The tilt-shift effect creates the illusion of a miniature scene through the blurring of the foreground and background of an image, leaving a narrow band of sharp focus. I’ve found this effect can add visual interest to photos. Much like Instagram filters, it cannot turn a bad picture into a good one, but it can add pizzazz to a photo that seems to be missing something.

This is called the “tilt-shift” effect because it can be accomplished in-camera using a tilt-shift lens. These lenses are expensive and have a range of other drawbacks (e.g., they often require manual focus), so I was excited to learn that the effect could be “faked” in post-processing. I will walk through my usual workflow for taking and processing tilt-shift photos below.

Washington, DC Auto Show

My Nikon D750 has an in-camera software filter that will apply this tilt-shift effect. I’ve used it once or twice, but it is not at all customizable, the transition from sharp to blurry is harsh, and I prefer to apply it after the fact since, if it’s done in camera, you can’t undo it.

Let’s get started…

Workflow


Note: This is all done in Photoshop CS4. CS4 was already outdated when I originally wrote this post in 2012, but it is still what I use. Eventually I will upgrade to CC and update this post.

  1. Select the Scene and Take the Photo – The most important, and often the most difficult, step in creating a good tilt-shift photo is selecting an appropriate scene to add the effect to. For the most dramatic scene, you want to take your photo from an elevated position, slightly above the main subject of your photo. You should be looking down on the scene at a 30 – 60 degree angle. You don’t want to look at so steep an angle that you’re almost looking straight down, but you also don’t want to be at such a shallow angle you can’t differentiate the subject of the photo from the background. You should be able to mentally segment the photo into foreground, main subject, and background using straight horizontal lines.

    As you use this effect more, you will start to develop your own style and taste for what makes a good “main subject” of the photo.  One of the cool things for me about creating these types of photos is the toy-like appearance of elements in scene, so I prefer objects that remind me of toys I played with as a child such as construction machinery, trains, etc.

  2. Add the Tilt-Shift Effect in Photoshop – Once you’ve taken the photo, you can apply the effect. There are programs such as Adobe Lightroom 4 that offer the tilt-shift effect as a filter that you can easily select and make adjustments to. The process is slightly more complicated but also more flexible using Photoshop.  I have Photoshop CS4. The process described below may be different in other versions.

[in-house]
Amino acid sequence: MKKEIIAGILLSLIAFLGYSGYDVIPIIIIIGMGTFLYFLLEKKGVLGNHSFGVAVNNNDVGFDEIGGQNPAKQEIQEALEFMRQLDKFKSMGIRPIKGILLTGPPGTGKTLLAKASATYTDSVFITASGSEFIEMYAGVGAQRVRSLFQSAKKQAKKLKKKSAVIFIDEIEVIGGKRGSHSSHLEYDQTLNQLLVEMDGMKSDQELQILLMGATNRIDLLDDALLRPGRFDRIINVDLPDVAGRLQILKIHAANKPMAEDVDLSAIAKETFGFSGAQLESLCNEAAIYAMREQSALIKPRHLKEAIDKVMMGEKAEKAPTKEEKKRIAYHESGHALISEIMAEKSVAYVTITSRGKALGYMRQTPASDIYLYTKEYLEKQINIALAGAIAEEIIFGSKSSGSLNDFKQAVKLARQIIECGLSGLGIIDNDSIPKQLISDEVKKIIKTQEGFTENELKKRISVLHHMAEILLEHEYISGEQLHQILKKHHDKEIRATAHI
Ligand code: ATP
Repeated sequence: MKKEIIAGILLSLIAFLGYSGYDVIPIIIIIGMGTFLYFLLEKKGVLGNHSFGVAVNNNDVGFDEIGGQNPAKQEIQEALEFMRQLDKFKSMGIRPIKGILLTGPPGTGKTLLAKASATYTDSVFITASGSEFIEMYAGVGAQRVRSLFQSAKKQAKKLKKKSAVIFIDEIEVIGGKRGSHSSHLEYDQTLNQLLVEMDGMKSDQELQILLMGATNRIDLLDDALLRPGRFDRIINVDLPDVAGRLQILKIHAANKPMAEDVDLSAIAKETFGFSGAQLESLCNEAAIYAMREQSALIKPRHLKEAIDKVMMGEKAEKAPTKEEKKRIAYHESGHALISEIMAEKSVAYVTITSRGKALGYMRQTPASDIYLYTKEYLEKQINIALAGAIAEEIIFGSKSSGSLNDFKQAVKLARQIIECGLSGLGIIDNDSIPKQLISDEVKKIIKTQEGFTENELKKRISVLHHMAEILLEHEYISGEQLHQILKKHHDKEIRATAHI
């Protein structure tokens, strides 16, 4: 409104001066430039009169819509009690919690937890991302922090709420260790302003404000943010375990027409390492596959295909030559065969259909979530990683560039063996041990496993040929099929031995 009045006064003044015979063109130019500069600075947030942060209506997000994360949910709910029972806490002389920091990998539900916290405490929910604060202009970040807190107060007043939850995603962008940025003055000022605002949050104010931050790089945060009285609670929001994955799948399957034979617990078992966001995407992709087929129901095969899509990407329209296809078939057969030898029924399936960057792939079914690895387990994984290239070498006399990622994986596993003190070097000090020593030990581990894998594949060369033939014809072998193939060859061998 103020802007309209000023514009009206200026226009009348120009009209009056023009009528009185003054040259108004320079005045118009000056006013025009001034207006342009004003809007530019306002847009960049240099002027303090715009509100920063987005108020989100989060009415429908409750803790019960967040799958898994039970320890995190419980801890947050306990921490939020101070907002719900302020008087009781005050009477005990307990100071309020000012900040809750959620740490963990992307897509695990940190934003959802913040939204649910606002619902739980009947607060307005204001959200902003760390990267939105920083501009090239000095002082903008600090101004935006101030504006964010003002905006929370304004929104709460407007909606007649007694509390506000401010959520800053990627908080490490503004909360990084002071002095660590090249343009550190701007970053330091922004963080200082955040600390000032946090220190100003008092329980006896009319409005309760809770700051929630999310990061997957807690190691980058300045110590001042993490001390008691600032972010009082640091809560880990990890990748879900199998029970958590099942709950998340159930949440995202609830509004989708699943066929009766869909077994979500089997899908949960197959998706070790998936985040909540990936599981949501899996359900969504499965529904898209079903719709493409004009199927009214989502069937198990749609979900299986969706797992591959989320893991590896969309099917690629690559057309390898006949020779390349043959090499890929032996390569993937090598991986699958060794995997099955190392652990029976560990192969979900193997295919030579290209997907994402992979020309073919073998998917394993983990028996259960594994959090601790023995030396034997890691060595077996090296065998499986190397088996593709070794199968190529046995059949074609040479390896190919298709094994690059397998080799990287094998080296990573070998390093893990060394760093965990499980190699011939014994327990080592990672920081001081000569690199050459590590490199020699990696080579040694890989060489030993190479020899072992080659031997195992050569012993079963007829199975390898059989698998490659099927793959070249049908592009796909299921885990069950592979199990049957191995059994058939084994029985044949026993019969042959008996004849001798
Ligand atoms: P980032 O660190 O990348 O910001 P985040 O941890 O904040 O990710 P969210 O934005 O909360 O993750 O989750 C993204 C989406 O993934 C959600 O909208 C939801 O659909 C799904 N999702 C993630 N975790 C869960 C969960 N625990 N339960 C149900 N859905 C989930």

• Open a Copy of the Image or Click Save As… – You’re going to make significant changes to the photo, so be sure you’re not working with your only copy.
    • Create Selection Mask – The first thing you want to do is use a selection mask to select the area you want to appear blurry.
      • Click on the Quick Mask Mode Icon        
      • Click on the Gradient Tool Icon        
      • Click on the Reflected Gradient Icon        
      • Select the Foreground to Transparent Option  
      • Select the area you want to appear in focus – Click on the center of the main subject of your photo and drag the cursor directly upward or downward (it doesn’t matter which direction, but make sure you straighten out the drag line before releasing the mouse).  When you release the mouse you will see an area shaded in red.  Notice that this starts out solid and gradually becomes more transparent as it proceeds toward the edge of the photo.  This shows the areas that will be in focus or some degree of focus.
      • Click on the Quick Mask Icon Again to return to Standard Mode  
    • OPTIONAL – Deselect (Unmask) Important Elements in the Photo – One advantage to adding the tilt-shift effect in post-processing is the ability to customize the way the blurred areas of the photo look.  If there is an important element of the photo that falls into the selected area (i.e., it will be blurry), I use tools to deselect that area.
        • Click on the Polygon Lasso Tool Icon         You can use whatever selection tool you feel most comfortable with.
        • Click on the Subtract From Selection Icon       
        • Click around the area you want to deselect – Take special care to stay close to edges and make the selection area as smooth as possible.  Also, make sure you’re selection area crosses through the sharpest area (the center) of focus in the picture.  This will save you from having any abrupt transitions from focused to blurry.

          Harper’s Ferry, WV
    • Apply Lens Blur Filter
      • Click on Filter > Blur > Lens Blur – A dialogue box will appear
      • Adjust Settings – The radius slider will control how strong the blur effect is
    •          
  3. Add Saturation – Toys are often more colorful than their real-life counterparts.  To reinforce that illusion that these are toys, punch up the color.
    • Click Select > Deselect to remove selection
    • Add a Saturation Adjustment Layer        
    • Adjust Settings
  4. Flatten the Image – Once you’ve made your adjustments and the photo looks just right, flatten your image
    • Click Layer > Flatten Image

The Final Product


Examples


                   

Some Additional Inspiration


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